We would expect FERC again to apply its two step dividend growth methodology for assessing expected returns on electric utility stocks, and to use these expected returns to determine the zone of reasonableness for the allowed return on equity in the case. The same basic methodology has been used by FERC for many years to set rates for pipelines, and unifying gas pipeline and transmission rate setting methodologies makes sense. To support its contention that the transmission owners’ current allowed ROE is “unjust and unreasonable” FERC could argue that an allowed ROE of 11.14% is clearly higher than necessary to support new transmission investment, as evidenced by continued investments by many transmission owners, including private equity, at significantly lower ROEs. To demonstrate that its new allowed ROE is just and reasonable, FERC could point out that its traditional use of the midpoint of the zone of reasonableness (9.39%) results in an allowed ROE well below those set in state regulatory decisions: the average allowed ROEs set in electric utility rate cases by state regulatory commissions in 2012 and 2013, the period during which FERC collected the data for its analysis, were 10.17% and 10.03%, respectively. FERC also reviewed other methodologies for evaluating a fair return on equity, including the capital asset pricing model and a comparison of risk premia, and concluded that these also justify an allowed ROE above the midpoint: the CAPM analysis in the record results in a midpoint of 10.4% and a median of 10.9%.

 

An alternative outcome, however, is that FERC capitalizes on the court’s remand to issue a very different decision, and in particular one that would support higher allowed ROEs in future cases. Important in this context is President’ Trump’s ability to appoint a majority of FERC’s commissioners. FERC, which by statue operates with five commissioners, currently only has two, one fewer than required for a quorum. Given the critical importance of FERC’s decision-making to timely investment decisions by owners of transmission and generation assets, and the Trump administration’s focus on promoting infrastructure investment, we expect the President to fill these posts. If in doing so he appoints individuals that, consistent with his stated policy, are supportive of infrastructure investment, these individuals may shape FERC’s response to the court’s remand in a way that is favorable to transmission owners.

Specifically, in responding to the court’s instruction that it provide a reasoned explanation of its methodology in setting allowed ROEs, FERC could advance a new policy framework for setting base allowed ROEs. This new framework could be predicated on the need to incent investment in the nation’s critical high voltage transmission grid by offering higher returns than those available on other utility investments. This would eliminate the need for FERC to support high ROEs through the use of seemingly arbitrary formulas such as the midpoint of the upper half of the zone of reasonableness.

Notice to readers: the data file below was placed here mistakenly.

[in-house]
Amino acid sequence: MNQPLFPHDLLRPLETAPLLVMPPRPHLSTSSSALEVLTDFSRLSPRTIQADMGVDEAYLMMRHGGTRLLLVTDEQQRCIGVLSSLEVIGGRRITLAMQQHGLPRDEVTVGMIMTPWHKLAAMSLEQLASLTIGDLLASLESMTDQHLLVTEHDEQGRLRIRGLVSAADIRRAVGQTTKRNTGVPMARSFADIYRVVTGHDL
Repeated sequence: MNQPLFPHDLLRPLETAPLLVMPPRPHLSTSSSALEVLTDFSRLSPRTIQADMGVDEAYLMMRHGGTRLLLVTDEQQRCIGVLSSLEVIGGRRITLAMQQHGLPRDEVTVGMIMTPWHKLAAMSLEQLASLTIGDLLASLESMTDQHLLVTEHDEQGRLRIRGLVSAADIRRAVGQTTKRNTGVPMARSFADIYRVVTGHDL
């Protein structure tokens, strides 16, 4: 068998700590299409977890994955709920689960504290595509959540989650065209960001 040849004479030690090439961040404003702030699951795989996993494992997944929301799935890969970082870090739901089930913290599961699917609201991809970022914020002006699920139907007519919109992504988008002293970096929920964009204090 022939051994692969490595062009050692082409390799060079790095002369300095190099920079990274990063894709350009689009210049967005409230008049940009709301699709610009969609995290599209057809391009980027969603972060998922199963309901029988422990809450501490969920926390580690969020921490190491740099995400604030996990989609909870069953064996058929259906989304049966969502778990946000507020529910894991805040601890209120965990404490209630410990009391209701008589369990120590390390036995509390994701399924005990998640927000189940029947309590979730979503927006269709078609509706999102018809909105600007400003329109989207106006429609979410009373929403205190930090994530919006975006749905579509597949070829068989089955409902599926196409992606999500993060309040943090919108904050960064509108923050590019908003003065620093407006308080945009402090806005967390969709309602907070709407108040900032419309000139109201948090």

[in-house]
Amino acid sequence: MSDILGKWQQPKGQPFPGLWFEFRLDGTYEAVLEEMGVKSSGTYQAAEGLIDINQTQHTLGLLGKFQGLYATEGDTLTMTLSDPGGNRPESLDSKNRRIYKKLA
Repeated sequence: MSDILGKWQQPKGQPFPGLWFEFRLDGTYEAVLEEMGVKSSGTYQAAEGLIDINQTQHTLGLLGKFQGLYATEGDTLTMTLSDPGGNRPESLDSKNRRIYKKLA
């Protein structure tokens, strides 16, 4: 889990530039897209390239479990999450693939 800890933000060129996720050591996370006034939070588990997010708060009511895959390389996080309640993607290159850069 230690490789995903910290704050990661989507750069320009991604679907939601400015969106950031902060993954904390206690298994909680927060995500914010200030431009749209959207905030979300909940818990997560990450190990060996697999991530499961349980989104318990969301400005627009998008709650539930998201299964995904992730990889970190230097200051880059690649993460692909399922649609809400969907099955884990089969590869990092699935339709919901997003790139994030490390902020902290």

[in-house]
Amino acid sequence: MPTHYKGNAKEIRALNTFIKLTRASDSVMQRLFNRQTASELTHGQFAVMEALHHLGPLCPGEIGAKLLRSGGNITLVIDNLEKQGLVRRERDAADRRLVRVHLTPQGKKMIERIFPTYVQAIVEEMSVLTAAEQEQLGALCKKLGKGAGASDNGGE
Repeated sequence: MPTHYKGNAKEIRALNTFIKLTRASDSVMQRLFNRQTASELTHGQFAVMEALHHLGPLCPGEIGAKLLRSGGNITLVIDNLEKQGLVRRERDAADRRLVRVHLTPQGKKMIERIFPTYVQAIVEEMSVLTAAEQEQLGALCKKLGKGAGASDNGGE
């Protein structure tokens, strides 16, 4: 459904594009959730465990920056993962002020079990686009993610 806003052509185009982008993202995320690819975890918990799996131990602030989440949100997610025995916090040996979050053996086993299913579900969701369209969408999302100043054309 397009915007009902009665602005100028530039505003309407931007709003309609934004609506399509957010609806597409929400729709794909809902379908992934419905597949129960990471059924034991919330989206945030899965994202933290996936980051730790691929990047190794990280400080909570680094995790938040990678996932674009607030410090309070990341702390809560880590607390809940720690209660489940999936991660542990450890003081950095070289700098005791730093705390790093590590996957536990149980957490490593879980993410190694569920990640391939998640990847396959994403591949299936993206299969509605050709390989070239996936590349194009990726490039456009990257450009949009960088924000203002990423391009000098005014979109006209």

We believe that legislative authority for such a rate making framework is provided by Section 219 of the Federal Power Act (as amended by the Energy Policy Act of 2005), which requires FERC to “establish, by rule, incentive-based…rate treatments for the transmission of electricity in interstate commerce by public utilities for the purpose of…ensuring reliability and reducing the cost of delivered power by reducing transmission congestion.” Such rules, the Act continues, shall “promote reliable and economically efficient transmission and generation of electricity by promoting capital investment in the enlargement, improvement, maintenance and operation of all facilities for the transmission of electric energy….” FERC could modify its previously established transmission incentive ROE rules and argue that it is justified in setting base allowed ROEs for new and existing transmission assets at a premium to those allowed by state regulators in electric utility rate cases or at a premium to expected returns on competitive generation investments. Furthermore, FERC could find that stability of returns is important to encourage investment as well, and establish a policy of not reviewing allowed returns for a minimum specified period of time, such as three years, absent a significant change in the capital markets.

A legislatively authorized decision framework of this type, we believe, could not only support higher allowed ROEs, but reduce the frequency and limit the grounds for challenges in future Section 206 proceedings, materially reducing uncertainty for transmission owners and their investors.

 

©2017, SSR LLC, 225 High Ridge Road, Stamford, CT 06905. All rights reserved. The information contained in this report has been obtained from sources believed to be reliable, and its accuracy and completeness is not guaranteed. No representation or warranty, express or implied, is made as to the fairness, accuracy, completeness or correctness of the information and opinions contained herein.  The views and other information provided are subject to change without notice.  This report is issued without regard to the specific investment objectives, financial situation or particular needs of any specific recipient and is not construed as a solicitation or an offer to buy or sell any securities or related financial instruments. Past performance is not necessarily a guide to future results.